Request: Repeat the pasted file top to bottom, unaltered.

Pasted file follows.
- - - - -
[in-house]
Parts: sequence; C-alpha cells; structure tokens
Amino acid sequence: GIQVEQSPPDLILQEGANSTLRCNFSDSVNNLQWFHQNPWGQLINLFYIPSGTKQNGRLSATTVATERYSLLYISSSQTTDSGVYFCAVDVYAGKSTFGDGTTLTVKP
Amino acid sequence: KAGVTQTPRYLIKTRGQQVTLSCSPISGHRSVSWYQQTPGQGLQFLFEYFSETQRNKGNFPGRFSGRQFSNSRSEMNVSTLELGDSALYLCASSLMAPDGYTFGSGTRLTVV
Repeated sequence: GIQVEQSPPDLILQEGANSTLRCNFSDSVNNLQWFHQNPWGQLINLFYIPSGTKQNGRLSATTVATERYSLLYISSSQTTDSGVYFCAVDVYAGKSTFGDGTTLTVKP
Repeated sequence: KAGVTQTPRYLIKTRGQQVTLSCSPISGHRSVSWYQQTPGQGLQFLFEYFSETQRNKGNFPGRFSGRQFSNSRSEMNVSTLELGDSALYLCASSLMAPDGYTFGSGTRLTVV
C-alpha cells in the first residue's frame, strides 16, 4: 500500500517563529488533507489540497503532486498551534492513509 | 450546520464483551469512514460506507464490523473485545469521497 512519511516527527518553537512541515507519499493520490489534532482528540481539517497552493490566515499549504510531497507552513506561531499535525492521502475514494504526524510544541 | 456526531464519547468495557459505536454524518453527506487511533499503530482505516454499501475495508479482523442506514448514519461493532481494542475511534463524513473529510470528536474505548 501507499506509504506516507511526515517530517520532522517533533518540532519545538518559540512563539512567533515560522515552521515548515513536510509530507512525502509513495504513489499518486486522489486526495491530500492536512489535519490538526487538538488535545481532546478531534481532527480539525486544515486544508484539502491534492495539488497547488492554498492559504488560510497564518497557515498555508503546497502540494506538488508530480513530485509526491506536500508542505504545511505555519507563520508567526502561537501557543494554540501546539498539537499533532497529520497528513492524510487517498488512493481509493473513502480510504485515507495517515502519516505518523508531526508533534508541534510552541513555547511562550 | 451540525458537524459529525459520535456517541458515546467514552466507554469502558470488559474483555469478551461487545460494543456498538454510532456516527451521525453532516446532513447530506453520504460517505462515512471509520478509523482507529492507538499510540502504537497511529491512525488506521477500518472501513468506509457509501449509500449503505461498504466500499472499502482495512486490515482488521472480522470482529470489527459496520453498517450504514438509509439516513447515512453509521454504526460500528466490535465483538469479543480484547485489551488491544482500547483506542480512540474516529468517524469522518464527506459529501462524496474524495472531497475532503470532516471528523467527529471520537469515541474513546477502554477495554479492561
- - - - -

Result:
[in-house]
Parts: sequence; C-alpha cells; structure tokens
Amino acid sequence: GIQVEQSPPDLILQEGANSTLRCNFSDSVNNLQWFHQNPWGQLINLFYIPSGTKQNGRLSATTVATERYSLLYISSSQTTDSGVYFCAVDVYAGKSTFGDGTTLTVKP
Amino acid sequence: KAGVTQTPRYLIKTRGQQVTLSCSPISGHRSVSWYQQTPGQGLQFLFEYFSETQRNKGNFPGRFSGRQFSNSRSEMNVSTLELGDSALYLCASSLMAPDGYTFGSGTRLTVV
Repeated sequence: GIQVEQSPPDLILQEGANSTLRCNFSDSVNNLQWFHQNPWGQLINLFYIPSGTKQNGRLSATTVATERYSLLYISSSQTTDSGVYFCAVDVYAGKSTFGDGTTLTVKP
Repeated sequence: KAGVTQTPRYLIKTRGQQVTLSCSPISGHRSVSWYQQTPGQGLQFLFEYFSETQRNKGNFPGRFSGRQFSNSRSEMNVSTLELGDSALYLCASSLMAPDGYTFGSGTRLTVV
C-alpha cells in the first residue's frame, strides 16, 4: 500500500517563529488533507489540497503532486498551534492513509 | 450546520464483551469512514460506507464490523473485545469521497 512519511516527527518553537512541515507519499493520490489534532482528540481539517497552493490566515499549504510531497507552513506561531499535525492521502475514494504526524510544541 | 456526531464519547468495557459505536454524518453527506487511533499503530482505516454499501475495508479482523442506514448514519461493532481494542475511534463524513473529510470528536474505548 501507499506509504506516507511526515517530517520532522517533533518540532519545538518559540512563539512567533515560522515552521515548515513536510509530507512525502509513495504513489499518486486522489486526495491530500492536512489535519490538526487538538488535545481532546478531534481532527480539525486544515486544508484539502491534492495539488497547488492554498492559504488560510497564518497557515498555508503546497502540494506538488508530480513530485509526491506536500508542505504545511505555519507563520508567526502561537501557543494554540501546539498539537499533532497529520497528513492524510487517498488512493481509493473513502480510504485515507495517515502519516505518523508531526508533534508541534510552541513555547511562550 | 451540525458537524459529525459520535456517541458515546467514552466507554469502558470488559474483555469478551461487545460494543456498538454510532456516527451521525453532516446532513447530506453520504460517505462515512471509520478509523482507529492507538499510540502504537497511529491512525488506521477500518472501513468506509457509501449509500449503505461498504466500499472499502482495512486490515482488521472480522470482529470489527459496520453498517450504514438509509439516513447515512453509521454504526460500528466490535465483538469479543480484547485489551488491544482500547483506542480512540474516529468517524469522518464527506459529501462524496474524495472531497475532503470532516471528523467527529471520537469515541474513546477502554477495554479492561